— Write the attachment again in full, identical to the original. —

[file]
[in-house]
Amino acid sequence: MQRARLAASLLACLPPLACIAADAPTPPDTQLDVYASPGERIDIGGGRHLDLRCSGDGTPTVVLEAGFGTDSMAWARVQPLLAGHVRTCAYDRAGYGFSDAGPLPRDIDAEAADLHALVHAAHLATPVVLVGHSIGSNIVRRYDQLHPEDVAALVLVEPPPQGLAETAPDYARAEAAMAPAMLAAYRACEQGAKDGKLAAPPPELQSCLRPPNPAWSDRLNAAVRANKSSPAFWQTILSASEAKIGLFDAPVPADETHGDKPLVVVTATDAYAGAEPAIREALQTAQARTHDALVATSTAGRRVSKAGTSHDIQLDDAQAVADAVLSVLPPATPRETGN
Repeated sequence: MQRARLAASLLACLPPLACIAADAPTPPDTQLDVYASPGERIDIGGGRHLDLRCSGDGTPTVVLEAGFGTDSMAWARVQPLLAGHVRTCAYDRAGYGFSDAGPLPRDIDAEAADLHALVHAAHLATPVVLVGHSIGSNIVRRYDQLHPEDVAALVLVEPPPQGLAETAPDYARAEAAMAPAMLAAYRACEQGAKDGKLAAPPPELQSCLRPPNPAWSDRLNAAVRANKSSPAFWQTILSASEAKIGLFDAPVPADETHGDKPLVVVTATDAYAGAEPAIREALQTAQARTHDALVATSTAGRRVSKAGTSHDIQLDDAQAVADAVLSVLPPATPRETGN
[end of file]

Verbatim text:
[in-house]
Amino acid sequence: MQRARLAASLLACLPPLACIAADAPTPPDTQLDVYASPGERIDIGGGRHLDLRCSGDGTPTVVLEAGFGTDSMAWARVQPLLAGHVRTCAYDRAGYGFSDAGPLPRDIDAEAADLHALVHAAHLATPVVLVGHSIGSNIVRRYDQLHPEDVAALVLVEPPPQGLAETAPDYARAEAAMAPAMLAAYRACEQGAKDGKLAAPPPELQSCLRPPNPAWSDRLNAAVRANKSSPAFWQTILSASEAKIGLFDAPVPADETHGDKPLVVVTATDAYAGAEPAIREALQTAQARTHDALVATSTAGRRVSKAGTSHDIQLDDAQAVADAVLSVLPPATPRETGN
Repeated sequence: MQRARLAASLLACLPPLACIAADAPTPPDTQLDVYASPGERIDIGGGRHLDLRCSGDGTPTVVLEAGFGTDSMAWARVQPLLAGHVRTCAYDRAGYGFSDAGPLPRDIDAEAADLHALVHAAHLATPVVLVGHSIGSNIVRRYDQLHPEDVAALVLVEPPPQGLAETAPDYARAEAAMAPAMLAAYRACEQGAKDGKLAAPPPELQSCLRPPNPAWSDRLNAAVRANKSSPAFWQTILSASEAKIGLFDAPVPADETHGDKPLVVVTATDAYAGAEPAIREALQTAQARTHDALVATSTAGRRVSKAGTSHDIQLDDAQAVADAVLSVLPPATPRETGN